The Indian Act

The Indian Act (which does not apply to the Métis or Inuit) is a legislative measure that was designed without the agreement of the First Nations. The measures that eventually comprised the Act date back to the middle of the nineteenth century. With this Act, the Crown defined the “status” of an Indian:

 “All persons of Indian blood, reputed to belong to the particular tribe, band or body of Indians interested in such lands or immoveable property, and their descendants;”

 “All persons residing among such Indians, whose parents were or are, or either of them was or is, descended on either side from Indians or an Indian reputed to belong to the particular tribe, band or body of Indians interested in such lands or immoveable property, and the descendants of all such persons;”

 “All women lawfully married to any of the persons included in the several classes hereinbefore designated; the children issue of such marriages, and their descendants.”

These definitions deprived many persons of their status, in particular the Ikwe, First Nations women who had married non-Native men (a restriction that remained in effect until 1985, Bill C-31). The Act also specified that Status Indians were to be considered as minors or wards of the State. The authorities were convinced that the First Nations would quickly disappear through assimilation, taking the reserves with them. However, since assimilation was not progressing at the expected pace, the government introduced the policy of enfranchisement in 1869. Enfranchisement was a process whereby a member of the First Nations could abandon his or her Indian status to obtain citizenship.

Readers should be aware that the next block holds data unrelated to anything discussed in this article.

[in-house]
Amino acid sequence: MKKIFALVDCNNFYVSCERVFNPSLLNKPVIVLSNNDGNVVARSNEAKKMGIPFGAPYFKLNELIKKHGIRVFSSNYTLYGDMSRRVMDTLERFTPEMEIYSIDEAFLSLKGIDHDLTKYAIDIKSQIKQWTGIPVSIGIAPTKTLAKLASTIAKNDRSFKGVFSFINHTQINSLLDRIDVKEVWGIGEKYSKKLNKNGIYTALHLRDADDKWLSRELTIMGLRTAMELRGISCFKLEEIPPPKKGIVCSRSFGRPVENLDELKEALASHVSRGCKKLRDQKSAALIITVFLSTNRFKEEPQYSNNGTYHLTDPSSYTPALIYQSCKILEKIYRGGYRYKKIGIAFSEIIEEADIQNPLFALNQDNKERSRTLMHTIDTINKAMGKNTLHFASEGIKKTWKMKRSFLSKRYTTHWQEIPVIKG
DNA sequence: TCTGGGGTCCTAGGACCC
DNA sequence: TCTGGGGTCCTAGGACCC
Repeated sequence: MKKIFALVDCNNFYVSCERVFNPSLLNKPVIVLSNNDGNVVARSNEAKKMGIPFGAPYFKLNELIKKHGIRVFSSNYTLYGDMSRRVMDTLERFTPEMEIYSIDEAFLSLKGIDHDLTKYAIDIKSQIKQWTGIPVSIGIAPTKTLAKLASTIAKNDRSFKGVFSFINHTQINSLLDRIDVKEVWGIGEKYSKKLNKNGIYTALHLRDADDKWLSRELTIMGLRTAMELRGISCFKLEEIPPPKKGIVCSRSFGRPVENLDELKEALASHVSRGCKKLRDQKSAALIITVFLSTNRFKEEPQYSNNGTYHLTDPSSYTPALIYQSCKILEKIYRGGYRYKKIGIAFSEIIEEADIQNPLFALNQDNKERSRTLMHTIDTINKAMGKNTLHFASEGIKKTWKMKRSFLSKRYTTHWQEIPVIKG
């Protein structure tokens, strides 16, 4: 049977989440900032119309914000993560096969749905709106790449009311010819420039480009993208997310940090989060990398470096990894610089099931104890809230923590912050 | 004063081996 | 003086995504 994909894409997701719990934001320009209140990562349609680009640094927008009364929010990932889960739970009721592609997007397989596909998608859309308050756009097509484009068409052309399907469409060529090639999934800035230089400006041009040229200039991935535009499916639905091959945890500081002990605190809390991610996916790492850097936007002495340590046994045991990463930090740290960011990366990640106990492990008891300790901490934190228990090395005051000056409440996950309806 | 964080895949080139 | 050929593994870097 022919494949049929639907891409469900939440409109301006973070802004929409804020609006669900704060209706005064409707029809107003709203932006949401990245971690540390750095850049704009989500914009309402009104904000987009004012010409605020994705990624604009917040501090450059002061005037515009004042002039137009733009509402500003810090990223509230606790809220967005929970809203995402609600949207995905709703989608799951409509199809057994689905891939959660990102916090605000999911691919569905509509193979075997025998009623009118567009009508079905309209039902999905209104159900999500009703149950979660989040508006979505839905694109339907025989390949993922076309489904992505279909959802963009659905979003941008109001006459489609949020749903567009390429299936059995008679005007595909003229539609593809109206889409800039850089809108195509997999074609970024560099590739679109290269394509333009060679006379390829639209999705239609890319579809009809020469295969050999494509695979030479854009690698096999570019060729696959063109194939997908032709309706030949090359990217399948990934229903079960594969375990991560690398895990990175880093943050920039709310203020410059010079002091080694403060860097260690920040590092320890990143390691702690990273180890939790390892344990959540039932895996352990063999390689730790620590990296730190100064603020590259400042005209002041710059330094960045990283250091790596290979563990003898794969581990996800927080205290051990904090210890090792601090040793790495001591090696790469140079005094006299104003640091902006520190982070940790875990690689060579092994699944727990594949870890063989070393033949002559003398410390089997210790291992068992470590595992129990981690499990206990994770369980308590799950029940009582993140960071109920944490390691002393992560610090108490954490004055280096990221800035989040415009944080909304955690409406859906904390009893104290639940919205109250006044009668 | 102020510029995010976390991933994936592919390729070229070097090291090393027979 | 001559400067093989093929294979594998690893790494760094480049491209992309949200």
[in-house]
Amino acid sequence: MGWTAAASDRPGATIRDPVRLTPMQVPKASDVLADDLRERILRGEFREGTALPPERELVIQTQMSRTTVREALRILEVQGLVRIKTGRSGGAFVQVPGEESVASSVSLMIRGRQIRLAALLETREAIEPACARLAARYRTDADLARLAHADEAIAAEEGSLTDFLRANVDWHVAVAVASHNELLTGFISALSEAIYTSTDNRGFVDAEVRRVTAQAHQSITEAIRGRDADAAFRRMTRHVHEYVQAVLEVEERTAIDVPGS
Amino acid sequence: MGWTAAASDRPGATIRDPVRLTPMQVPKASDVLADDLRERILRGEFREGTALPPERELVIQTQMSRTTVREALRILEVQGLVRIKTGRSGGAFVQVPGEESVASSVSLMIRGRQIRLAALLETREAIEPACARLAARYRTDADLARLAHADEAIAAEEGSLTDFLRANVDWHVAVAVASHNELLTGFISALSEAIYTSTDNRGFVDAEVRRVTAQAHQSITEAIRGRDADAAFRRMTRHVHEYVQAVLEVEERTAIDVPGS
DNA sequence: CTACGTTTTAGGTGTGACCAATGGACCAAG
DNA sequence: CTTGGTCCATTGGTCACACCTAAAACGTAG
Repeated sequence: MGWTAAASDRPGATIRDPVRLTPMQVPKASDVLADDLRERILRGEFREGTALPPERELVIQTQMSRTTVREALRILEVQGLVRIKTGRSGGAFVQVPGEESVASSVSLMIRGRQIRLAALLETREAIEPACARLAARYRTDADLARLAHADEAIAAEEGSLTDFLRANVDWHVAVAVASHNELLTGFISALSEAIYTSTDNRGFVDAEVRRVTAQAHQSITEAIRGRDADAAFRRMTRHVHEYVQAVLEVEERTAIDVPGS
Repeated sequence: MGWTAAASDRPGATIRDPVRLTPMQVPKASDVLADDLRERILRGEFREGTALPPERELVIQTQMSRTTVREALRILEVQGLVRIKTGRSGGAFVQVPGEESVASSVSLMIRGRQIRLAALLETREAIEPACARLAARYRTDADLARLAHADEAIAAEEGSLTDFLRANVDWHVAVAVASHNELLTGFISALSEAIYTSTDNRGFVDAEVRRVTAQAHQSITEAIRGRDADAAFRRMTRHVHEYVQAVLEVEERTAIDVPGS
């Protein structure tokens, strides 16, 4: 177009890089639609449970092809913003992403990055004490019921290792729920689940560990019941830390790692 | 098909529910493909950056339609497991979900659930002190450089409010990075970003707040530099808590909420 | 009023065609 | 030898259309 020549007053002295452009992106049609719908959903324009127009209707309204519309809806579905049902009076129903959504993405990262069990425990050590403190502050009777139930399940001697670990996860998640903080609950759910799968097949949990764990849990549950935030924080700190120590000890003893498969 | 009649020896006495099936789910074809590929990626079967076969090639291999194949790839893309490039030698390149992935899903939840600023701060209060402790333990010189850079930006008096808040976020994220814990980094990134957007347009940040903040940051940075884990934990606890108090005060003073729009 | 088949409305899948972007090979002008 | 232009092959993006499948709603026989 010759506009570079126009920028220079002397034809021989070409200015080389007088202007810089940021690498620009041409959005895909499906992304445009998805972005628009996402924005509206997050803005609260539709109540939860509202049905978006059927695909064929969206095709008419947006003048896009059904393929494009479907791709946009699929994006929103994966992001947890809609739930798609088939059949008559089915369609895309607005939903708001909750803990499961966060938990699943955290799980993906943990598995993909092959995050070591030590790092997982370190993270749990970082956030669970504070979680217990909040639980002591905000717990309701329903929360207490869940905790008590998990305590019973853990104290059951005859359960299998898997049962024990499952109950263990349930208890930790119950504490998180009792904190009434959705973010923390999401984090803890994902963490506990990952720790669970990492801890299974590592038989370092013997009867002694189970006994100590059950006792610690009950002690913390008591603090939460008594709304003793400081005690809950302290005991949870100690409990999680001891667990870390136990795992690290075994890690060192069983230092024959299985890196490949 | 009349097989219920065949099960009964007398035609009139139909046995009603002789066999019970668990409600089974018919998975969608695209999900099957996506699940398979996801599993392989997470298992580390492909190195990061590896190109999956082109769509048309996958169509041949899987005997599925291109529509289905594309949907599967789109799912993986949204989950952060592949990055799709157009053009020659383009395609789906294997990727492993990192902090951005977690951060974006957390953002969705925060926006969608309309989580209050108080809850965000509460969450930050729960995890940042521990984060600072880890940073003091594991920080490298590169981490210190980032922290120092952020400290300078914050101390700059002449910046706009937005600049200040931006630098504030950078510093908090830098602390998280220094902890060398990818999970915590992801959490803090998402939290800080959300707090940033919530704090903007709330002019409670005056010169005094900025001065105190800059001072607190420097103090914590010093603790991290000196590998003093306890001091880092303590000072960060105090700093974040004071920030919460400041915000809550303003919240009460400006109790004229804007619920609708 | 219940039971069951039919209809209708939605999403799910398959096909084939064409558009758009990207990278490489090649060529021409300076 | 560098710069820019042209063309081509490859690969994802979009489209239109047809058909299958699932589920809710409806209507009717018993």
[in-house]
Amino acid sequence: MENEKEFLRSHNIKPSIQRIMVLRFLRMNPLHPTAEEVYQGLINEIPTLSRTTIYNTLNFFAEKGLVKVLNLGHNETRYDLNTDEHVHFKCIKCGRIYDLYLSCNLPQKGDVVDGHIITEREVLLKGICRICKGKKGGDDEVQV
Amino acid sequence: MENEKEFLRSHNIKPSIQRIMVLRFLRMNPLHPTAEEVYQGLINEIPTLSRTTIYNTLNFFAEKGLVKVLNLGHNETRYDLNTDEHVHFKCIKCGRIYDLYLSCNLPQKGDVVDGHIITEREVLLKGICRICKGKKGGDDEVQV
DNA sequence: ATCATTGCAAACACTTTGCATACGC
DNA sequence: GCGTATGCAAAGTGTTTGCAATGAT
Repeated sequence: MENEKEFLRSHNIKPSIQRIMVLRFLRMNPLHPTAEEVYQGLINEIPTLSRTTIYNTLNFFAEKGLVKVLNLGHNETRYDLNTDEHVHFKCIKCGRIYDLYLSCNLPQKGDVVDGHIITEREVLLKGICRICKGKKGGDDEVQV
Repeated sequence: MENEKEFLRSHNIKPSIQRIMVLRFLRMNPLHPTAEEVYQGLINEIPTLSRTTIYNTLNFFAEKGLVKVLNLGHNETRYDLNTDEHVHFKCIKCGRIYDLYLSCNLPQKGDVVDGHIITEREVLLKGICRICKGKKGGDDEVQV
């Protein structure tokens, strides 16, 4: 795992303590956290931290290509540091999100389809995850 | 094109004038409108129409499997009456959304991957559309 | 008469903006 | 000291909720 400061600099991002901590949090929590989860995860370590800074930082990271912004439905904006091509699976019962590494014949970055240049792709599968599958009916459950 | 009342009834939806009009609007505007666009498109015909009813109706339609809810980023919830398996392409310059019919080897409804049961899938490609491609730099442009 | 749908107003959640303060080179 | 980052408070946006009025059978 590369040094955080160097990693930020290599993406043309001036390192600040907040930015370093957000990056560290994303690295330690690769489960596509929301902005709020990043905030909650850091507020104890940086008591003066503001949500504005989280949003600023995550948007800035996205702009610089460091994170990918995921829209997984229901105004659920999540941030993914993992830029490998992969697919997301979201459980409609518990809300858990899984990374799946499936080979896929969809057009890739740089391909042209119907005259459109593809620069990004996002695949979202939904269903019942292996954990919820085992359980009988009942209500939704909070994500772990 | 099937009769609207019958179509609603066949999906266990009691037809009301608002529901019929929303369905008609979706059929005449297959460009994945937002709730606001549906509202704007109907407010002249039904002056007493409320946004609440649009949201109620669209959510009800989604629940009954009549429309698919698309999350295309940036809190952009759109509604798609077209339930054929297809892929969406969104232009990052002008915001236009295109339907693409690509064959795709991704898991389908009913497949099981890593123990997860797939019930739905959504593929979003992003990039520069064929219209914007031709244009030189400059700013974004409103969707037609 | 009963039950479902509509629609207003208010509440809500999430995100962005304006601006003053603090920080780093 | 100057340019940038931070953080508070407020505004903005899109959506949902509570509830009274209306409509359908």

In 1876, the government consolidated all the previous laws in order to create the Indian Act. The Act controlled all aspects of life and governance on the reserves. The power of the authorities increased through the years. Regarding mandatory enfranchisement, Deputy Superintendent General Duncan Campbell Scott made a speech in 1920 in which he clearly stated the government’s intentions:

“Our objective is to continue until there is not a single Indian in Canada that has not been absorbed into the body politic and there is no Indian question, and no Indian Department; that is the whole object of this Bill.”

Contrary to the government’s expectations, the population of the First Nations grew, and it was not long before the reserves were no longer able to meet the needs of their residents. Living conditions deteriorated even further and by the end of the Second World War, the situation of the First Nations had become a matter of concern throughout the country. Between 1946 and 1948, a joint committee of the Senate and the House of Commons examined the Indian Act and made several recommendations, the majority of which were rejected by the deputies. Finally, in 1951, a revised version that in actual fact differed only very slightly from the previous versions was enacted. The revised version did, however, allow the First Nations to practice their customs once again. It was not until the 1980s that more significant changes were made. Further to the repatriation of the Constitution in 1982, the government proposed amendments to Indian status. Bill C-31 in 1985 restored Indian status for some Ikwe, but the Act remains discriminatory despite an additional modification made in 2011 with the passing of Bill C-3.

 

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